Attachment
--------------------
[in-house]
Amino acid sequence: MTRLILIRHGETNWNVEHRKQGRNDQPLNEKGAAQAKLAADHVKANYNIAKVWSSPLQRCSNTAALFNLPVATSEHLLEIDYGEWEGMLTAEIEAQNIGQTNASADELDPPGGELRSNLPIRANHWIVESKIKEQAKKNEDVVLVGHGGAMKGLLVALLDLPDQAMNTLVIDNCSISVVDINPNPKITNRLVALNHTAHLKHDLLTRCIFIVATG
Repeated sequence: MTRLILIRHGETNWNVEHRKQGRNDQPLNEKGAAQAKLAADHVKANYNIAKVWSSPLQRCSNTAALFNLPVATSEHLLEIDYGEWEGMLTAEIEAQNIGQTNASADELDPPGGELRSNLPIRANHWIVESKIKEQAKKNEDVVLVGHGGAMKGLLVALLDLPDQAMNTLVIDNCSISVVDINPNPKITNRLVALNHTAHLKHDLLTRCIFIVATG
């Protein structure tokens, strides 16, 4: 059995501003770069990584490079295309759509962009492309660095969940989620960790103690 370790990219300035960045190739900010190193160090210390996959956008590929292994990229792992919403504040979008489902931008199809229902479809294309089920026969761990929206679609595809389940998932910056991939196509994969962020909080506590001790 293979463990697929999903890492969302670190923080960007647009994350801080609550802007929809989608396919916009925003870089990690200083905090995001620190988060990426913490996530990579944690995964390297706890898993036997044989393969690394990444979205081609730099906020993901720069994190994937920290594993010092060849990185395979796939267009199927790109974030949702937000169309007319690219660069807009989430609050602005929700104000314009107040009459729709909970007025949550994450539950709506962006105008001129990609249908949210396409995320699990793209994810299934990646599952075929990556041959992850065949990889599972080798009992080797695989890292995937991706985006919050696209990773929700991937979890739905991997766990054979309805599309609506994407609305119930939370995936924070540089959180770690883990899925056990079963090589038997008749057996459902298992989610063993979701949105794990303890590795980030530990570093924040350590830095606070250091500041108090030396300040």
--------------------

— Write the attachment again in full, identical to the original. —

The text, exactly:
[in-house]
Amino acid sequence: MTRLILIRHGETNWNVEHRKQGRNDQPLNEKGAAQAKLAADHVKANYNIAKVWSSPLQRCSNTAALFNLPVATSEHLLEIDYGEWEGMLTAEIEAQNIGQTNASADELDPPGGELRSNLPIRANHWIVESKIKEQAKKNEDVVLVGHGGAMKGLLVALLDLPDQAMNTLVIDNCSISVVDINPNPKITNRLVALNHTAHLKHDLLTRCIFIVATG
Repeated sequence: MTRLILIRHGETNWNVEHRKQGRNDQPLNEKGAAQAKLAADHVKANYNIAKVWSSPLQRCSNTAALFNLPVATSEHLLEIDYGEWEGMLTAEIEAQNIGQTNASADELDPPGGELRSNLPIRANHWIVESKIKEQAKKNEDVVLVGHGGAMKGLLVALLDLPDQAMNTLVIDNCSISVVDINPNPKITNRLVALNHTAHLKHDLLTRCIFIVATG
């Protein structure tokens, strides 16, 4: 059995501003770069990584490079295309759509962009492309660095969940989620960790103690 370790990219300035960045190739900010190193160090210390996959956008590929292994990229792992919403504040979008489902931008199809229902479809294309089920026969761990929206679609595809389940998932910056991939196509994969962020909080506590001790 293979463990697929999903890492969302670190923080960007647009994350801080609550802007929809989608396919916009925003870089990690200083905090995001620190988060990426913490996530990579944690995964390297706890898993036997044989393969690394990444979205081609730099906020993901720069994190994937920290594993010092060849990185395979796939267009199927790109974030949702937000169309007319690219660069807009989430609050602005929700104000314009107040009459729709909970007025949550994450539950709506962006105008001129990609249908949210396409995320699990793209994810299934990646599952075929990556041959992850065949990889599972080798009992080797695989890292995937991706985006919050696209990773929700991937979890739905991997766990054979309805599309609506994407609305119930939370995936924070540089959180770690883990899925056990079963090589038997008749057996459902298992989610063993979701949105794990303890590795980030530990570093924040350590830095606070250091500041108090030396300040």